Acknowledge your feelings
Give yourself permission to be sad, stressed, and drained. This is a normal reaction to the situation that you are in. You are allowed to cry and grieve and be angry. Sometimes, we feel pressured to try to be positive in a bad situation, when in all actuality, it is okay to be not okay.6,7
Stay connected to your support network
Communicate with your family and friends. Let them know what you are going through, and ask them for help when you are down. You may need to educate them about infertility, and you may need to tell them what you need from them, but your support network is there to help you through tough times. Let your partner, family, and friends know if you feel isolated, and ask for their help in staying connected.3,6,7
Journals are always there to listen to what you have to say, and never try to give you any well-meaning, though sometimes frustrating, advice in return. They can also be excellent tools for gaining insight to your own patterns of thoughts and feelings.5,6
Get off the computer, and off social media. Social media can leave you feeling empty, uncomfortable, and even jealous. Take a break from it, and if you can, give yourself a break from the everyday stresses of life. A getaway, even if it is just for the weekend, can help you relax and give you new perspective.5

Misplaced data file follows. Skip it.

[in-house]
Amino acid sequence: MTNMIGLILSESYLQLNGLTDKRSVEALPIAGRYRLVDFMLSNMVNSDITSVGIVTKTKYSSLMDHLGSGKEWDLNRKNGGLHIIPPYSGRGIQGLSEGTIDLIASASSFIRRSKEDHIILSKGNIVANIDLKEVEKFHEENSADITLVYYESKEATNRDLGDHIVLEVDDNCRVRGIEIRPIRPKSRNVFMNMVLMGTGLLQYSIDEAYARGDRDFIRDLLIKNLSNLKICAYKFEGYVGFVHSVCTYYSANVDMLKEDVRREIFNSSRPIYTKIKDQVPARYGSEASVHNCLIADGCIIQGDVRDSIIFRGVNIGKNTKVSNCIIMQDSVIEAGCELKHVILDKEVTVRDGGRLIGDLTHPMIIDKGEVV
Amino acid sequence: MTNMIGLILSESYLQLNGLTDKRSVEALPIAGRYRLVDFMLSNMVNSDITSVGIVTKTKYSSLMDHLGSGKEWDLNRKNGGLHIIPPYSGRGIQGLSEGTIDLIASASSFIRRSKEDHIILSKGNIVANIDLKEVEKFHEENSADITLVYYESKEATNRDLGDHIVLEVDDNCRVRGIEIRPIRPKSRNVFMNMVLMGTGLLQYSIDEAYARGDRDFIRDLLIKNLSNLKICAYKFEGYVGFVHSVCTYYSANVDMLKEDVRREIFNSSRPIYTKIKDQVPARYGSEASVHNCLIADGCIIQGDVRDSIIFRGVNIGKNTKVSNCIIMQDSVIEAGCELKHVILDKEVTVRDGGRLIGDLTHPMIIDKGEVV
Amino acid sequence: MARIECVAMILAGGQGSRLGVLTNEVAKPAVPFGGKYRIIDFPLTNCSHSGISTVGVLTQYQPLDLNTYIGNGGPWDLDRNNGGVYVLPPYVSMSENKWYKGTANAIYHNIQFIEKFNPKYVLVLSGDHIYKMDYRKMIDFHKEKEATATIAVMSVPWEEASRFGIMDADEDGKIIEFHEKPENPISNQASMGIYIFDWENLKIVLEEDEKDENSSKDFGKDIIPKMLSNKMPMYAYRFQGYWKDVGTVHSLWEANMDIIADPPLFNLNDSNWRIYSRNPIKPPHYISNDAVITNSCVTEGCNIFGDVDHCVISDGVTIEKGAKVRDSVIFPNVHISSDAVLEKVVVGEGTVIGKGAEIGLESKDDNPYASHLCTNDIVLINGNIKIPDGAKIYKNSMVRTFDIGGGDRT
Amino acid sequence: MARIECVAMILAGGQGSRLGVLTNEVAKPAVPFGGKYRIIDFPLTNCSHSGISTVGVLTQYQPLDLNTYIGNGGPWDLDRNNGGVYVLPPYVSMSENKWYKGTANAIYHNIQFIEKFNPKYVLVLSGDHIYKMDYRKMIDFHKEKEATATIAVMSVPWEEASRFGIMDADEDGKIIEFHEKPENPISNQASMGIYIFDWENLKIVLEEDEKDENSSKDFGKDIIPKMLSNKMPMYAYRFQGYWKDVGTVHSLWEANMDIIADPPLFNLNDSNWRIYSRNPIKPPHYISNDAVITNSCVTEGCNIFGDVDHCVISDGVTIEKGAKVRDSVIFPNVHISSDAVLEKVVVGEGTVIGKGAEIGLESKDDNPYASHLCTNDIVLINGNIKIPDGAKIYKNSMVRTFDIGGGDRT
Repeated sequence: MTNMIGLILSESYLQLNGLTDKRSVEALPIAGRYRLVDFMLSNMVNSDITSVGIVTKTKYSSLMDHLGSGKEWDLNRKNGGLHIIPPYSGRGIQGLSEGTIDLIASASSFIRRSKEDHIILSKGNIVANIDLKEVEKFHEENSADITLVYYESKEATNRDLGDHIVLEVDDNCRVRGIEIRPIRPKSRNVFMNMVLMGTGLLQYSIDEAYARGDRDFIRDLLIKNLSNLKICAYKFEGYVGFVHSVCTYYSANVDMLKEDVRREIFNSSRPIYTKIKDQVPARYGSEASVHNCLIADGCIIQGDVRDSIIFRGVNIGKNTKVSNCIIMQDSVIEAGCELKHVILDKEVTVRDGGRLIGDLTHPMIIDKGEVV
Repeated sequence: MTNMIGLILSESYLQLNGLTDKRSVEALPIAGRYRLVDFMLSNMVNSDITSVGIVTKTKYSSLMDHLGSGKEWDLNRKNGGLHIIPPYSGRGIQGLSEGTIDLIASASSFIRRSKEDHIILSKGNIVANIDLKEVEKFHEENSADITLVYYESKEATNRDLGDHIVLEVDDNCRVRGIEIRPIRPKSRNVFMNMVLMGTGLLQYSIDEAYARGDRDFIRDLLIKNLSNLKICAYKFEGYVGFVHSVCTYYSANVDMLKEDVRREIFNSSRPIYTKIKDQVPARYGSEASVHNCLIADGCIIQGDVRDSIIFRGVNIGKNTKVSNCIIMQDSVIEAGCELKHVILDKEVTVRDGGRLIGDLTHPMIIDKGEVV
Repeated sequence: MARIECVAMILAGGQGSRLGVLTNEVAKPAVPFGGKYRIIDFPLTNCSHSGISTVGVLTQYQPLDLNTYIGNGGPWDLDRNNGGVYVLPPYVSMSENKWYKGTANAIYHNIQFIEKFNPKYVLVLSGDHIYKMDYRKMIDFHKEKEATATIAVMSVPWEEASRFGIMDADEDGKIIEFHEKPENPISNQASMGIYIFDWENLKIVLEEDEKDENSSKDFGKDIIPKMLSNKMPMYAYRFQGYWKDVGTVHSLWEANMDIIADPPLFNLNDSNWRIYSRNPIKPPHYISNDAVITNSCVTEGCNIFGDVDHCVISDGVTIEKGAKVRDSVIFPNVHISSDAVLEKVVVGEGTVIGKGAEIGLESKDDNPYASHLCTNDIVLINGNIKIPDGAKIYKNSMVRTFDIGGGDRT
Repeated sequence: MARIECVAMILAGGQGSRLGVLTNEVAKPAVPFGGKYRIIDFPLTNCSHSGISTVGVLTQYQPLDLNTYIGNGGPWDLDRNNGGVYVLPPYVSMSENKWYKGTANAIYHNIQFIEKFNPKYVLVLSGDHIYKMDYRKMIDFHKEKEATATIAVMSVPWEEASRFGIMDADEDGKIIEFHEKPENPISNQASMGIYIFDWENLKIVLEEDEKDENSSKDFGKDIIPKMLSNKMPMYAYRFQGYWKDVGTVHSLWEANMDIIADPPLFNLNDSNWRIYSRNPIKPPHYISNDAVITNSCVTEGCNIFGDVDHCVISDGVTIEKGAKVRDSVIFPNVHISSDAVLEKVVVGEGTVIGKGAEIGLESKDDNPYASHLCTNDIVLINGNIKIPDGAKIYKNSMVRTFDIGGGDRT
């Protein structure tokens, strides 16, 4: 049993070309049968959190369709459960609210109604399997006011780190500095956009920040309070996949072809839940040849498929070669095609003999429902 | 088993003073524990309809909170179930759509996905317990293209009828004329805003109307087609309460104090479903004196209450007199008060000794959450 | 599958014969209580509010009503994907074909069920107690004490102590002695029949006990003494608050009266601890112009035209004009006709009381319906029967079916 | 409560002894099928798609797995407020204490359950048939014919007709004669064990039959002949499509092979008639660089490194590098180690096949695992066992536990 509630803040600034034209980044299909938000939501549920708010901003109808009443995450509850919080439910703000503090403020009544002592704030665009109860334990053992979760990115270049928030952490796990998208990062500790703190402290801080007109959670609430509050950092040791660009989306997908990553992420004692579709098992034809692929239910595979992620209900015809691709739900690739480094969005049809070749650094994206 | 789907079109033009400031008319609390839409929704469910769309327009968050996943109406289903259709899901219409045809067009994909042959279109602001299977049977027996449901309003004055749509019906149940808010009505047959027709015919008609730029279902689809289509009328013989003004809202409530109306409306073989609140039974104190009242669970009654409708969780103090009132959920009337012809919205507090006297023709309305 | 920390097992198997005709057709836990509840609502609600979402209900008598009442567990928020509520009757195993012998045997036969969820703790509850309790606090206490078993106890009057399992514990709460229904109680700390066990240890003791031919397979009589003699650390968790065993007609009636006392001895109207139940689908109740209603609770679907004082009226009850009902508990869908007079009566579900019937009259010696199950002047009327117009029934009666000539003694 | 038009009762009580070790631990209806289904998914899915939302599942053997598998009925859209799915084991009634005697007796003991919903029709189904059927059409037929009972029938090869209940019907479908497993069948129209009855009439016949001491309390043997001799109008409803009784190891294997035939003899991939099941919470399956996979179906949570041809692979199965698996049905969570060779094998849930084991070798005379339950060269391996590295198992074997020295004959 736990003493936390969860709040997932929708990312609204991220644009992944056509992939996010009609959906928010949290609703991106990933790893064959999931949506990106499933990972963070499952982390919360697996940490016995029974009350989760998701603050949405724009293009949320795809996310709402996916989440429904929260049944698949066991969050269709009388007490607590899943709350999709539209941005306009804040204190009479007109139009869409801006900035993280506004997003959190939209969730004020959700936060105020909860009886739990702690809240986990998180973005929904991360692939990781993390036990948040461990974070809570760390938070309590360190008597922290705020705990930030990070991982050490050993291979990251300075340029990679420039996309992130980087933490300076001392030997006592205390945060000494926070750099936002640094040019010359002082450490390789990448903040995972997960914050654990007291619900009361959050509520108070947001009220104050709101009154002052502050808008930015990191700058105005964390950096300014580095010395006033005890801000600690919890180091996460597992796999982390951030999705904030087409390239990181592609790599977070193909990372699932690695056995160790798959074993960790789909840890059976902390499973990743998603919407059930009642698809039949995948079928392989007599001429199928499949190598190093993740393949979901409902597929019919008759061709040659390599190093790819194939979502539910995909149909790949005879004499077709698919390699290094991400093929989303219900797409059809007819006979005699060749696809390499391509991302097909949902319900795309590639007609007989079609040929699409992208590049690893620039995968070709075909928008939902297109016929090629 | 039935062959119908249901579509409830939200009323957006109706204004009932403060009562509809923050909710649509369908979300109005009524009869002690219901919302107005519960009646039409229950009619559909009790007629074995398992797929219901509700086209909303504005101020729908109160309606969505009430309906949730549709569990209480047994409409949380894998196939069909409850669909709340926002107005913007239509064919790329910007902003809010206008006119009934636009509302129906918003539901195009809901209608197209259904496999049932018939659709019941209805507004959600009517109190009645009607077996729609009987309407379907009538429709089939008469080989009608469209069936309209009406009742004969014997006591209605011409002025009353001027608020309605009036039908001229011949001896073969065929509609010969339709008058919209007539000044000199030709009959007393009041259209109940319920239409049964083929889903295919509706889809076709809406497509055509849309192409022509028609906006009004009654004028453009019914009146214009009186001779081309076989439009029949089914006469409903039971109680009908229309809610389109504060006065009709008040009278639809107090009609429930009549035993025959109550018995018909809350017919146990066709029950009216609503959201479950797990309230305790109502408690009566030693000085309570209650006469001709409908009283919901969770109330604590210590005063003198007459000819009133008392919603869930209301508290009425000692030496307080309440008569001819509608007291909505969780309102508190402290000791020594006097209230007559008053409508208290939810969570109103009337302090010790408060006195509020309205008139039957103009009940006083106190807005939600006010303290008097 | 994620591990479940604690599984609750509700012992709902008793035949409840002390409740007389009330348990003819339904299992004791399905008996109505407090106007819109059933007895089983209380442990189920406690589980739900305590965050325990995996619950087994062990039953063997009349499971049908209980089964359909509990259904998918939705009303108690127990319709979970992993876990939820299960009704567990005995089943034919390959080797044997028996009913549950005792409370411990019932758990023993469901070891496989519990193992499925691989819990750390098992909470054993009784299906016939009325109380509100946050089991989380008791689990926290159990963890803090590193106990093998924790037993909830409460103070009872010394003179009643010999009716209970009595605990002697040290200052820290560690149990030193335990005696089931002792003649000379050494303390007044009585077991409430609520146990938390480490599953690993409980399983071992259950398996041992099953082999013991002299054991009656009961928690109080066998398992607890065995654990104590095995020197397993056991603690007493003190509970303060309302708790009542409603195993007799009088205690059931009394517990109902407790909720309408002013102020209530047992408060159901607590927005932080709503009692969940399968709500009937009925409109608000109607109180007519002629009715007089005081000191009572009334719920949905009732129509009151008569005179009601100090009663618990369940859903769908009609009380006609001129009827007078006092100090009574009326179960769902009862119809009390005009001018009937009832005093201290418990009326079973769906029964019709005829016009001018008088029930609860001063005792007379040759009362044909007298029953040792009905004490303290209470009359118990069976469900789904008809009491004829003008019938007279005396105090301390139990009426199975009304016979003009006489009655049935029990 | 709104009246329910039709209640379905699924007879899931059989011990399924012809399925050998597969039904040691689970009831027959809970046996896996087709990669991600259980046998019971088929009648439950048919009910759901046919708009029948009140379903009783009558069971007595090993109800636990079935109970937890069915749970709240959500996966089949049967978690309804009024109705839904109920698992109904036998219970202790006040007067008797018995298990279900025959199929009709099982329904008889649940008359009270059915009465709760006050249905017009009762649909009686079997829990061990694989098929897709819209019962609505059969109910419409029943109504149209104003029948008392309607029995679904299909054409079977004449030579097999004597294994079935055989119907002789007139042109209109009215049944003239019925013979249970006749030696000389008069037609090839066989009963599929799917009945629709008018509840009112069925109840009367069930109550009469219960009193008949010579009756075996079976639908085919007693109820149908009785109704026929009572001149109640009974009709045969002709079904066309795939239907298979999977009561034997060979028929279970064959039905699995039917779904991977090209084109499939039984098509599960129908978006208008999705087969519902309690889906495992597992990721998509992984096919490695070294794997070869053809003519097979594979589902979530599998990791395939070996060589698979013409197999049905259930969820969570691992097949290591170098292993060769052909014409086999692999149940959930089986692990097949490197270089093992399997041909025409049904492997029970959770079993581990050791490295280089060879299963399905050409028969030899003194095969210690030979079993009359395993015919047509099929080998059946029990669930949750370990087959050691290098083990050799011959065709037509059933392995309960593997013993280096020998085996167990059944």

Adopt a furry friend
No, a pet is not a substitute for a baby. A pet is, however, a great source of stress relief, a face that is always happy to see you when you get home, an excuse to exercise, and trusted confidant. Pets can be a welcome distraction from the stress of infertility, and can bring you so much joy. If you don’t feel that adopting a pet is good idea, think about volunteering at your local animal shelter. Volunteering has also been shown to lower levels of depression and increase your sense of well being! 5
Patel A, Sharma P, Narayan P, Binu V, Dinesh N, Pai P. Prevalence and predictors of infertility-specific stress in women diagnosed with primary infertility: A clinic-based study. J Hum Reprod Sci. 2016;9(1):28. doi:10.4103/0974-1208.178630
Lehman S. Depression may prevent infertile women from seeking treatment. U.S. https://www.reuters.com/article/us-health-infertility-depression/depression-may-prevent-infertile-women-from-seeking-treatment-idUSKBN15428F. Published 2018. Accessed September 30, 2018.
LUKSE M, VACC N. Grief, Depression, and Coping in Women Undergoing Infertility Treatment. Obstetrics & Gynecology. 1999;93(2):245-251. doi:10.1097/00006250-199902000-00017
Publishing H. The psychological impact of infertility and its treatment - Harvard Health. Harvard Health. https://www.health.harvard.edu/newsletter_article/The-psychological-impact-of-infertility-and-its-treatment. Published 2018. Accessed September 30, 2018.
Human H. 11 Awesome Ways to Relieve Infertility Stress. HuffPost. https://www.huffingtonpost.com/heather-huhman/11-awesome-ways-to-relieve-infertility-stress_b_7577438.html. Published 2018. Accessed September 30, 2018.
Coping with the Stress of Infertility. Parents.com. https://www.parents.com/getting-pregnant/infertility/causes/coping-with-the-stress-of-infertility/. Published 2018. Accessed September 30, 2018.
Coping Techniques - RESOLVE: The National Infertility Association. https://resolve.org/support/managing-infertility-stress/coping-techniques/. Published 2018. Accessed September 30, 2018.